I write papers, reports, etc., and frequently use the same set of acronyms, so I thought it would be useful to just keep all the acronym definitions in a single file. Seems like the sensible approach to me.

The problem is that sometimes I do want an acronym list, and sometimes I don't, and unfortunately, it seems that LaTeX doesn't provide an elegant way of doing this. If you define an acronym using \acro then latex will put it in an acronym list, and if you define it with with \acrodef then it won't.

It seems like this prevents me from keeping a single source file for all my acronyms and using it in both documents in which I would like an acronym list and documents in which I wouldn't.

Does anyone know of an elegant solution for this?

  • Welcome to TeX.sx! Your question was migrated here from another stackexchange site. Please register on this site, too, and make sure that both accounts are associated with each other, otherwise you won't be able to comment on or accept answers or edit your question.
    – N.N.
    Aug 12, 2011 at 9:33
  • 1
    So what you want is a something like what bibtex does: Optionally only print the used acronyms to a list of acronyms.
    – Seamus
    Aug 12, 2011 at 10:05
  • 2
    You can use the package glossaries with the script makeglossaries. The package has also an option for acronym. Aug 12, 2011 at 10:45
  • @Marco perhaps you could write up an answer explaining this?
    – Seamus
    Aug 12, 2011 at 10:48
  • @Seamus: I will do it Aug 12, 2011 at 10:49

4 Answers 4


I believe the acronym package option you're looking for is nolist, e.g.,


The package options aren't clearly listed in the CTAN documentation, but they're discernible from the implementation section. They are:

  • footnote
    • The option footnote makes the full name appear as a footnote.
  • nohyperlinks
    • If hyperref is loaded, all acronyms will link to their glossary entry. With the option nohyperlinks these links can be suppressed.
  • printonlyused
    • Only list used acronyms
  • withpage
    • In printonlyused-mode show the page number where each acronym was first used.
  • smaller
    • Make the acronym appear smaller.
  • dua
    • The option dua stands for “don’t use acronyms”. It leads to a redefinition of \ac and \acp, making the full name appear all the time and suppressing all acronyms but the explicity requested by \acf or \acfp.
  • nolist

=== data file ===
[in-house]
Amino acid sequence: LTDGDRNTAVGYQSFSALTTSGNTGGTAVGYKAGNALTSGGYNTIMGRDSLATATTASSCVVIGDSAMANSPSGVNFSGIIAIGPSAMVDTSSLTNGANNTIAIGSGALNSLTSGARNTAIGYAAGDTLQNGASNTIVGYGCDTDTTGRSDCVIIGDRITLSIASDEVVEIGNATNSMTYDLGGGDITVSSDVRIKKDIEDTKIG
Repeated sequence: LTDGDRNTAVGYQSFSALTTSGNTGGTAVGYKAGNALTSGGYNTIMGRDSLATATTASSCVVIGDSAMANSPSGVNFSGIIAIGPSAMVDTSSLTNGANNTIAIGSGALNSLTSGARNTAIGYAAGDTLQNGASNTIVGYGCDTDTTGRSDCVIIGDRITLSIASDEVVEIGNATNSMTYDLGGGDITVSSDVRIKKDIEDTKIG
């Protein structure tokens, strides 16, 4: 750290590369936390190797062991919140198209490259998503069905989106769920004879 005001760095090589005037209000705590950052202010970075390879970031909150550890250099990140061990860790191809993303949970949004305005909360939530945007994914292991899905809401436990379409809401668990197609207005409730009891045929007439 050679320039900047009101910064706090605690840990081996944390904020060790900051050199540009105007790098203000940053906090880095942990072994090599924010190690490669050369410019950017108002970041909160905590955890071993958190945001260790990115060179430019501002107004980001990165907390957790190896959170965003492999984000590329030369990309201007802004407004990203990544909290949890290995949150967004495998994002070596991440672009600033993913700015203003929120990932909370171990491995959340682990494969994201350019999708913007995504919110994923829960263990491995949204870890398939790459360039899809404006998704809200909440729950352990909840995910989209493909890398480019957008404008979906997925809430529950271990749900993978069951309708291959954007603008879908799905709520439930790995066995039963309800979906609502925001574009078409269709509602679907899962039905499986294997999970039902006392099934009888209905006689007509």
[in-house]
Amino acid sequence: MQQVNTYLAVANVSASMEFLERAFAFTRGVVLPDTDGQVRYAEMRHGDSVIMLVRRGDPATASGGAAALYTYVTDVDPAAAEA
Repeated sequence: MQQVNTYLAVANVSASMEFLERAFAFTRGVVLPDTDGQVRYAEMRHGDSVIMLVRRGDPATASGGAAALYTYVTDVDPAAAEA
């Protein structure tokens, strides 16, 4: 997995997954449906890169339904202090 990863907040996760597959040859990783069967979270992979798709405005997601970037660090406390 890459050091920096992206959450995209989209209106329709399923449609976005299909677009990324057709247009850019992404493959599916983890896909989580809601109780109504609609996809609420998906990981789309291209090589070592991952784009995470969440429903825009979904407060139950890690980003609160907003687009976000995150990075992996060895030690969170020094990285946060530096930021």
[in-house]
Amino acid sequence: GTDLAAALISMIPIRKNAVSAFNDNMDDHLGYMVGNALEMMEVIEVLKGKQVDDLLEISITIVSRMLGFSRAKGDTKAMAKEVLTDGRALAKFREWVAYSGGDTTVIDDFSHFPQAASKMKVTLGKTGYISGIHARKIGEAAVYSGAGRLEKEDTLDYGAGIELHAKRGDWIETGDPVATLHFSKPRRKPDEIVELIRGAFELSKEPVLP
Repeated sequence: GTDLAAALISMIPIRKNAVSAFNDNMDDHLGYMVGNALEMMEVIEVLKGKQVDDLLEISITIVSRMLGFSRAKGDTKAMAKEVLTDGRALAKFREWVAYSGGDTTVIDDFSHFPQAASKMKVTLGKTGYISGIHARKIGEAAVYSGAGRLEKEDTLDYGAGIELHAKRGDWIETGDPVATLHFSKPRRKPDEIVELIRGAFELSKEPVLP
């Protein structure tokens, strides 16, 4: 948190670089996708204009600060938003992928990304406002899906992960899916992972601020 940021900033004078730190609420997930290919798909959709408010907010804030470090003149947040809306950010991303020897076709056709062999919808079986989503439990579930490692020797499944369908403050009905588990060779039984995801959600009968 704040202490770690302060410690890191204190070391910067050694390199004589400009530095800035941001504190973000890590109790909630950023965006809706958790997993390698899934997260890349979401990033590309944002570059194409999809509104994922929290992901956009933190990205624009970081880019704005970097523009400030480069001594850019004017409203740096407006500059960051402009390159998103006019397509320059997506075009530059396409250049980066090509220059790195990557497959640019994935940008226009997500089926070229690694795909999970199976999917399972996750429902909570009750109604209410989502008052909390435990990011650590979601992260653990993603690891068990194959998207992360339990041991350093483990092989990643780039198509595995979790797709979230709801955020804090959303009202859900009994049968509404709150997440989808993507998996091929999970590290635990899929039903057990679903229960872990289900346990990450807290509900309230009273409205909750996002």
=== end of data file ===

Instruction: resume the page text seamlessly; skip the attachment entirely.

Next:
• The option nolist stands for “don’t write the list of acronyms”.
  • 1
    Or alternatively the "printonlyused" option, when using a list (that is, if I understand the question correctly).
    – ienissei
    Jan 4, 2012 at 8:13

According to the comments above I write a small answer which explain the using of the package glossaries for acronyms.

First the minimal example which uses the filecontents-environment to create an external file for the acronmys:

\newacronym{CD}{CD}{Compact Disc}
\newacronym{Mac}{Mac}{Short form of Apple Mac}
\usepackage[utf8]{inputenc} %Dateikodierung


\section{Some examples}
Some Text \gls{MS} and \gls{Mac}


The external file is loaded by \loadglsentries.

To create the list of acronyms you can use the script makeglossaries (need perl)

makeglossaries filename

(no extension) or by using makeindex:

makeindex -s filename.ist -t filename.alg -o filename.acr filename.acn

The examples shows that the entry CD isn't part of the list of acronyms.

The whole compilation looks like:


The result

  • Honestly I think this package is the best for this kind of work. Gives you so many nice options!
    – Pidrittel
    Jul 28, 2020 at 10:07

Actually I find more easy this way to create acronymous in latex .tex, then I want to share here:


and then you can call in the text like this:


Hope it can help. Enjoy!

  • 2
    Welcome to TeX.SX. Your answer seems to be very similar to the answer of Jon, isn't it? Jul 28, 2016 at 9:04
  • 1
    Similar, maybe, but providing the very relevant \acrodef bit. Perfectly legit and more than enough to deserve a +1!
    – fr_andres
    Jun 7, 2021 at 8:29

You can use package glossaries. You can place file with definition of acronyms somewhere in your local texmf tree. This will enable you to use it from different directories. (to find, where local texmf is placed, see Where is "texmf" on a Windows install?) Contents of this file (I used location ~/texmf/tex/generic/acronyms.tex on my PC)

\newacronym{hello}{hw}{hello world}
\newacronym{svm}{svm}{support vector machines}
\newacronym{nu}{nu}{not used}

and example document:


\Gls{hello}, just use some \gls{svm}. Or are \gls{svm} only for watching?




List of glossaries is generated with command makeglossaries documentname. For more information about available options, see glossaries manual (texdoc glossaries-user.pdf), section 13.

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